The last time Everett’s Mark Garcia saw his friends Jim Hamre and Zack Willhoite, both train buffs killed in Monday’s Amtrak derailment, they were all together on a bus tour to see Christmas lights in Seattle.
That was the evening of Dec. 9. The three friends boarded a vintage bus for the annual “Santa’s Lights Tour,” an excursion sponsored by the nonprofit Metro Employees Historic Vehicle Association.
“There were Seafair Pirates and Santa Claus. It was a three-hour bus ride,” said Garcia, recalling the fun of that final trip with two good friends. For years, the men’s shared interest in rail and transit heritage brought them together — often on train trips.
Garcia, 64, is such a rail enthusiast that when news of Monday’s horrific accident was first reported, friends contacted him on Facebook. Many times, he has boarded trains making inaugural trips. His friends thought he might be aboard Amtrak Train 501 on Monday.
“Just want to let everyone know,” Garcia posted on Facebook just after 11 a.m. Monday. “I wasn’t on that train that derailed south of Tacoma this morning! Thank you for your concerns!”
“So glad to hear this,” Margaret Riddle, retired as a history specialist at the Everett Public Library, replied via Facebook. And the Rev. Rachel Taber-Hamilton, pastor at Everett’s Trinity Episcopal Church where Garcia worships, posted “I was wondering, so I’m grateful for your update.”
The Amtrak Cascades train was on its first regular trip from Seattle to Portland using the new Point Defiance Bypass route. Going about 80 miles an hour in a 30 mph zone, according to the National Transportation Safety Board, it derailed and crashed onto I-5 near DuPont in Pierce County.
Garcia said he could easily have been aboard for Monday’s trip, as a first on a new route. But he was dissuaded by the train’s 6 a.m. departure from Seattle, and the need to be up by 4 a.m.
Retired highway engineer Hamre, 61, and 35-year-old Willhoite, who worked in customer service for Pierce Transit, were among three men killed and dozens of people injured in the disaster.
Garcia got to know Hamre, and later Willhoite, years ago through a rail passengers group. Both Pierce County men were board members with All Aboard Washington, an advocacy group that promotes rail travel.
Hamre and Willhoite, Garcia said, were with him on Nov. 12, 2002, a red-letter day for rail service in Everett. It was the first full day of Amtrak service through what was then the new Everett Station, which opened Feb. 4, 2002.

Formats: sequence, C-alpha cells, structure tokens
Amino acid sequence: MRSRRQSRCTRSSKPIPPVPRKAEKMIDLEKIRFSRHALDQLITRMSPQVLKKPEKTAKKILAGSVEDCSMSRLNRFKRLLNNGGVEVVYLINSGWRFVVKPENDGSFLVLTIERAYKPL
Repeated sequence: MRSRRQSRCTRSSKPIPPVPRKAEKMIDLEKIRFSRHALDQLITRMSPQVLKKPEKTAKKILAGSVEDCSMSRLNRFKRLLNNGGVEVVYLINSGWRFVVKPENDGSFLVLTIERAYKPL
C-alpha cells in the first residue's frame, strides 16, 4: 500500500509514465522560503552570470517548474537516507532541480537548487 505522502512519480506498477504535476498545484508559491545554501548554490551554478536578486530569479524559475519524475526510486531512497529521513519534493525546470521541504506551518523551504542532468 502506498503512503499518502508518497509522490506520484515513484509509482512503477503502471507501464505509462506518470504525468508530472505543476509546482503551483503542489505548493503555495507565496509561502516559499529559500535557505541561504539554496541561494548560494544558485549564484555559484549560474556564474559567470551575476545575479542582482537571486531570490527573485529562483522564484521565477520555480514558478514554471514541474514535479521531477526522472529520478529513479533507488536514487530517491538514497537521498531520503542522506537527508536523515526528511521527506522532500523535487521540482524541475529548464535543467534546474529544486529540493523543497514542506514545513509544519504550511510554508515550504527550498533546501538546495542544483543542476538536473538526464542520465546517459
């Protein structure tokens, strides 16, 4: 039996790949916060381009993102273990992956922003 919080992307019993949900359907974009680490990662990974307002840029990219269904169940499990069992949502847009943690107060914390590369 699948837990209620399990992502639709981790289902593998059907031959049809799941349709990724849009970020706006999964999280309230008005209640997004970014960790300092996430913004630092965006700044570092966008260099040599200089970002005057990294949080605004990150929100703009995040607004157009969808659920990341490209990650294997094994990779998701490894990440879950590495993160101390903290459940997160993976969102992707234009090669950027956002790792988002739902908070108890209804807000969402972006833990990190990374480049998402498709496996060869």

“I rode to Everett on Amtrak with Jim and Zack,” Garcia said. He remembers being the first one of them off the train in Everett — “because I was the Everett man” — after riding north from Seattle. The Empire Builder travels from Seattle to Chicago.
That day, the three friends were joined on the train by local officials and even Elvis impersonator Tracy Alan Moore, according to Herald archives.
Hamre and Willhoite later came to Everett to ride Sound Transit’s first Sounder train carrying Seahawks fans on a game day, Garcia said.
On a more recent trip, Garcia was in San Francisco with Hamre and Willhoite in 2015 for that city’s Muni Heritage Weekend. The San Francisco Railway Museum rolls out its vintage vehicles, including streetcars and cable cars, during that annual event. “Jim and Zack had dinner with me at Fisherman’s Wharf,” Garcia said.
A 1972 graduate of Everett High School, Garcia said his passion for trains stretches back to childhood. His grandfather took him to Mukilteo to see and hear trains go by, and to Everett’s old Bond Street depot.
“It was sad,” Garcia said of this week’s tragedy, but the derailment hasn’t changed his mind about rail travel. “It’s a viable form of transportation,” he said.
At Everett Station, Garcia watched the Amtrak Cascades train pull out Thursday morning on its way to Vancouver, B.C., with stops in Stanwood, Mount Vernon and Bellingham. With Christmas almost here, there were lots of passengers aboard.
Garcia wasn’t getting on that train, but said “I wouldn’t hesitate to — not at all.”
Julie Muhlstein: 425-339-3460; jmuhlstein@herald net.com.